All along the NSW far south coast, dairy cows graze on lush green fields overlooking the sparkling ocean. It's an idyllic scene and Sandra McCuaig has been in love with it for many years.
McCuaig owns the Bodalla Dairy, a small dairy that's now supplying milk to supermarkets in Canberra and Sydney. Every week she drives up and down the coast with thousands of bottles of her low-temperature pasteurised milk.
It's part of a rising trend - another dairy on the coast, the ABC Cheese Factory at Tilba, also brings milk to Canberra to sell at markets and other outlets.
But things weren't always like this. McCuaig says the dairy industry had seen tough times with big producers dominating in the area.
"Bodalla Dairy is one of the traditional farms, it just seemed to be sad that the whole dairy business was under such stress and young people weren't staying to help it," she says. "The Bodalla name is linked with cheese and milk and good products, and I thought we should use it."
She realised this after she bought the motel at Bodalla.
"People were still coming to Bodalla saying 'can we get cheese', 'can we get milk'. So I decided to renovate the motel into a retro milk shop, knocked down three of the rooms and built a boutique cheese processing factory,"
Now they make soft cheeses, including a range of "Bush Tucker" cheese flavoured with Australian native ingredients such as purple pepper berries, saltbush, and wattleseed. They're sold in the dairy shop and online.
"I'm very much into everything that's iconically Australian. We experimented with all these lovely plants and we're getting all the beautiful flavours. We used native sage and saltbush and lemon myrtle in the yoghurt," she says.
McCuaig says the milk is pasteurised at a very low temperature - 63C - which helps produce what she terms the "living milk".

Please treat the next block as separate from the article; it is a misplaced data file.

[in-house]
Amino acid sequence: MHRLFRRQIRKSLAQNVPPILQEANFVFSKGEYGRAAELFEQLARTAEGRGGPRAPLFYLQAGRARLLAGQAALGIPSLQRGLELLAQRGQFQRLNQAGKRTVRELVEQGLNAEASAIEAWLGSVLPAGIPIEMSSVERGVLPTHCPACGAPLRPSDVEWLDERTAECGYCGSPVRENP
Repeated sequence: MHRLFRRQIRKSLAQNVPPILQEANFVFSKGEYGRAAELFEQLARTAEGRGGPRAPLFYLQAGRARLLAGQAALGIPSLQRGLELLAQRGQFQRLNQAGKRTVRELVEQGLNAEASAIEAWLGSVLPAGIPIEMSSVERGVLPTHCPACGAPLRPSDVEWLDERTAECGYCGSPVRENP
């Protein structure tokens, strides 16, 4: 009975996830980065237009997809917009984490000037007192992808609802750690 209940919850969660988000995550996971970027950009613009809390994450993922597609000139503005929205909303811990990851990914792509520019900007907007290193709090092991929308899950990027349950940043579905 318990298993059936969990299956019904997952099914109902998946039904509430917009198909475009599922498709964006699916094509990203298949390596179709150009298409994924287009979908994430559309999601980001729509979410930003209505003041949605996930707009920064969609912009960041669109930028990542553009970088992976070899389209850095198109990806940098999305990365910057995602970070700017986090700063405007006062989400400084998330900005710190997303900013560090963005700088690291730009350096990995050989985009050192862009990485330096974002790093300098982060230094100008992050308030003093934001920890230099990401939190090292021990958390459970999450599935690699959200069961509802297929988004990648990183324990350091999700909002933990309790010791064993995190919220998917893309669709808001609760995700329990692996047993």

"The less you do to it the better. The beneficial bacteria are less disturbed, they are more active. If you raise it to a very high temperature you're actually killing off the activity in the milk," she says.
"We are the only people who still do it in a vat,'' she believes. ''You put it into the vat, heat it to 63C and then cool it down quite quickly. The more activity you kill in it, the longer it will last. Long life milk goes up to 100C and you can keep it for nine months."
The herd that produces Bodalla milk is small - only about 350 cows - and is made up of Friesians and Jerseys with the milk combined. It creates what McCuaig says is a creamy but not fatty "good old-fashioned milk". She has no interest in lite milk ("you might as well be drinking water").
She describes herself as a country girl. "It suits me to live [on the south coast] and it's gorgeous. The south coast has beautiful land with wonderful nature and I'm over battling in the city. Every time I go back I think, 'why do they have traffic jams at 11am?'"
Now the only traffic she really faces is heading in to Sydney and Canberra with the milk, which is available in Supabarn supermarkets.
"Canberra people seem to love our milk and I think they are much more aware of health. We are the closest dairy to Canberra and I think people are much more aware of the good stuff and they buy the good stuff."